Early Childhood Reading Help

If you are an Early Childhood Education degree, much of your studies will prepare you for teaching young children literacy and how to read. Reading skills are important to students’ success in school and beyond. Proficient reading skills provide the foundation for success in other academic subjects such as math, history, literature, and science. Students who are literate by the third grade have higher high school graduation rates. Still, few children learn to read effortlessly and 60 percent of children require extra help to learn to read and to improve their reading proficiency. In 2007, 67 percent of fourth grade students read at or above the proficient level and 69 percent of eigth graders read below a proficient level.

Most children who have difficulty reading can improve their proficiency through the use of intervention programs that include phonemic awareness, phonics, and reading comprehension plans. Early intervention programs that involve teachers and parents and include activities for students both inside and outside of the classroom increase the probability that struggling readers will achieve reading proficiency. The Internet provides many opportunities for students to work on their readings skills through games, online activities, printable worksheets, and evaluations. The resources in this article may help children improve their reading level through phonics, phonemic awareness, reading comprehension, and vocabulary building activities.

Phonemic Awareness

Phonemic awareness is the awareness that words are formed by grouping sounds together, and that different words are formed by manipulating how the sounds are combined. These sounds are called “phonemes”, which are the smallest unit of speech distinguishing one word from another. For example, by changing the phoneme “p” in “pin” to the phoneme “t”, the meaning of the word changes. Phonemic awareness comprises various abilities including the ability to hear rhyming words and alliteration, to understand that syllables form words, to be able to identify a word’s beginning, middle and ending sounds, to make words out of individual phonemes (phonemic blending), to split syllables, to count syllables (phonemic segmentation), and to manipulate phonemes to form different words through addition or subtraction.


Phonics connects spoken sounds to written letters or groups of letters. By teaching children that the sounds they hear are represented by printed letters of the alphabet, phonics help children sound out new words. When beginning readers are able to sound out unfamiliar words, their word recognition increases. As students can recognize more words, their reading fluency increases. Students who can read fluently are able to concentrate on improving reading comprehension.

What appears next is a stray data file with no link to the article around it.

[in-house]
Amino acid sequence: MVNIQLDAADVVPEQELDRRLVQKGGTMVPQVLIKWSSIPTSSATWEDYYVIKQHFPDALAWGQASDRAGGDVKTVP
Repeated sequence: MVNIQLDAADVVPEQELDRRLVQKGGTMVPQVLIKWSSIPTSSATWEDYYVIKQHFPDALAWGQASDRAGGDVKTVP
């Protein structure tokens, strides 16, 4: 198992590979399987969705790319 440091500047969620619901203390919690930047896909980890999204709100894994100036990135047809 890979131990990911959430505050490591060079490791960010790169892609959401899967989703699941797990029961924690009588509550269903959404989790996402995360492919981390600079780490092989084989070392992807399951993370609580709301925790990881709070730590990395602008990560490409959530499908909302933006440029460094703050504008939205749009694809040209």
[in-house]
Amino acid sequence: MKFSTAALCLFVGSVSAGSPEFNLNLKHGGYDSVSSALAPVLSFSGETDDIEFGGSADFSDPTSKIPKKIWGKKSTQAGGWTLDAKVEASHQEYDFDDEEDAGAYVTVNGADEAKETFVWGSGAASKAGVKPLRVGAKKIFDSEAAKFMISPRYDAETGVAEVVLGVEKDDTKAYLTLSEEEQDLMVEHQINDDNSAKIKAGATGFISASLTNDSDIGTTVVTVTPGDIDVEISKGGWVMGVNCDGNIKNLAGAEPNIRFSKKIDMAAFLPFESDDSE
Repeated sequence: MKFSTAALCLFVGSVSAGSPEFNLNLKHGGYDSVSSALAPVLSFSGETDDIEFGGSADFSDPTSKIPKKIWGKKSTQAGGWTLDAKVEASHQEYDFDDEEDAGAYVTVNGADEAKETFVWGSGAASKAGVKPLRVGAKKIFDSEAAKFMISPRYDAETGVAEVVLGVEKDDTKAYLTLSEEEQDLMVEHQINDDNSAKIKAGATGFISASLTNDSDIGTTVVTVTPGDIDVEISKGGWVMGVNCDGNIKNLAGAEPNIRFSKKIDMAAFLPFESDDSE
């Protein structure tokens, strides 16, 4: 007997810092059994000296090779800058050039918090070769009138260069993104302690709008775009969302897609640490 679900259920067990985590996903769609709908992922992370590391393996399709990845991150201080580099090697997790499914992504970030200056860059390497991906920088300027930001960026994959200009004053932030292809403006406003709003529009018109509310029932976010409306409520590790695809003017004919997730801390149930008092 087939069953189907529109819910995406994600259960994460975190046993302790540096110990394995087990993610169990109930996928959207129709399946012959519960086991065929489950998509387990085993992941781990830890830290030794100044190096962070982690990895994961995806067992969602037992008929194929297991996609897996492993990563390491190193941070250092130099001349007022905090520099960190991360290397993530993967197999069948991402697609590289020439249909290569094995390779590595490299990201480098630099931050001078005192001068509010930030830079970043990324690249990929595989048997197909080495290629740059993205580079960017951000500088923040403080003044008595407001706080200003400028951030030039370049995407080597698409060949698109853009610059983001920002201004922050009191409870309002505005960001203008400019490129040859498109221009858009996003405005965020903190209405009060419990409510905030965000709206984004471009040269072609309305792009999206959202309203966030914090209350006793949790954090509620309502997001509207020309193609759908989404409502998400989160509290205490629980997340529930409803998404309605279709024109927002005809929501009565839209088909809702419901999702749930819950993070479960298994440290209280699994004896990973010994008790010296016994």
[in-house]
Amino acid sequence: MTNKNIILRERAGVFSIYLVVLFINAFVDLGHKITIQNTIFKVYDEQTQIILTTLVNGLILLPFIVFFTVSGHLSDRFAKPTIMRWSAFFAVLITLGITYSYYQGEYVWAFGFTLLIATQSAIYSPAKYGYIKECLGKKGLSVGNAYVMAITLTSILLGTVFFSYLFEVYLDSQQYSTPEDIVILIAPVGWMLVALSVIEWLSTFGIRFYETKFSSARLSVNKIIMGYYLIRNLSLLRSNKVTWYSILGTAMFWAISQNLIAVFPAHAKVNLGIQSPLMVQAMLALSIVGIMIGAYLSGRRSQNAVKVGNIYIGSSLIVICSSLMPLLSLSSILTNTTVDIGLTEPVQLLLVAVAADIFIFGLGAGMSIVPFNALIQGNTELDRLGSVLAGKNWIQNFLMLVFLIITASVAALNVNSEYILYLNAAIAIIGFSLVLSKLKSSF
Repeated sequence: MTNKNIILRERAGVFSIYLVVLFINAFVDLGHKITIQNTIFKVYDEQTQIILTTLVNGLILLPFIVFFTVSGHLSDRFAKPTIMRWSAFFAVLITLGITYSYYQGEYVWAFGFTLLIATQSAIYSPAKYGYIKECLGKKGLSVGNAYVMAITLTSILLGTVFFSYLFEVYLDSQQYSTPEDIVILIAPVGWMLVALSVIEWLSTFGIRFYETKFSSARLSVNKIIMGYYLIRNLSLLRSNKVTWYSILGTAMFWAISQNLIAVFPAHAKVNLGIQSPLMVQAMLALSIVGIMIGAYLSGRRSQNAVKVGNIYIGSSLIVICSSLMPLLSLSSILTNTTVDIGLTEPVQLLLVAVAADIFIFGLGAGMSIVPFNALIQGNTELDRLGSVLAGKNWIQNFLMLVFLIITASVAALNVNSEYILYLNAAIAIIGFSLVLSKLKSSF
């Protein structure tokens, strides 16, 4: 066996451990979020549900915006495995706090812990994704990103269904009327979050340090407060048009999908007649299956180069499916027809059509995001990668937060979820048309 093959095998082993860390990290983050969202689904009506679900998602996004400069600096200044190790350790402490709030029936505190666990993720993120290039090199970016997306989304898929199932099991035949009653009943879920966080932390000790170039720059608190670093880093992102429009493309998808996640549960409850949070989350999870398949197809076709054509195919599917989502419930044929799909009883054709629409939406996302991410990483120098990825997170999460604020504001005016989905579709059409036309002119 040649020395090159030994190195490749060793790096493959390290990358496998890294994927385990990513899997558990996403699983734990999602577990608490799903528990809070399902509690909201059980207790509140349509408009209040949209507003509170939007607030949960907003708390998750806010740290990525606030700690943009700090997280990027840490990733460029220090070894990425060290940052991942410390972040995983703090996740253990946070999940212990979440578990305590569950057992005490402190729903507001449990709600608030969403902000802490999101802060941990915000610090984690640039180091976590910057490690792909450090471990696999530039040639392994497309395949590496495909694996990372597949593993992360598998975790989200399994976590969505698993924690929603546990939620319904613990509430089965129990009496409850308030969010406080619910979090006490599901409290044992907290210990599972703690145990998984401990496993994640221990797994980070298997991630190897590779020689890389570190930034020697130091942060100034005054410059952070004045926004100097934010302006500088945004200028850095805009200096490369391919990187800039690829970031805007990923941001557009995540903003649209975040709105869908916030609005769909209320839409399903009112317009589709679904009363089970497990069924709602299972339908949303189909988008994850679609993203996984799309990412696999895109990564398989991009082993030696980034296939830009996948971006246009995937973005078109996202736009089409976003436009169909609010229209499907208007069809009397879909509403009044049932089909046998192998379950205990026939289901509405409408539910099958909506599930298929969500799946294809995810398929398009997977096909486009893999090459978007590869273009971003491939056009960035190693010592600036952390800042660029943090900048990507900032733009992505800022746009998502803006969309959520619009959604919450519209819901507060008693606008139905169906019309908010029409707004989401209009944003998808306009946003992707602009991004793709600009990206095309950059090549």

Word Study Skills

Word study skills are strategies to help students identify unfamiliar words while reading. Knowing what prefixes, suffixes, and stems mean and being able to identify them can also help identify an unfamiliar word. Studying homophones, or words that sound alike but have different meanings and words with multiple meanings such as “bat” or “bar” can increase vocabulary and comprehension. Learning words together with their synonyms and antonyms allows students to make associations between new and familiar words. By learning to recognize compound words and break them down into their constituent parts, students can determine the meaning of a new word. Word study skills allow students to increase their reading comprehension.

Reading Comprehension

In order to connect existing knowledge to new information in the text, a proficient reader must utilize a variety of strategies to organize the new material into manageable sections. Students must be able to identify the parts of a text, such as the title, opening and concluding paragraphs, and transition words to identify the main theme and supporting details of a text. Good readers also engage actively with the text. Active engagement can include questioning the text, or answering a list of questions such as “who?”, “what?”, “when?”, “where?’, and “why?”. Active engagement also includes highlighting and summarizing the material and reviewing the information from memory after reading. Developing a variety of reading comprehension strategies allows students to absorb and retain information through reading.

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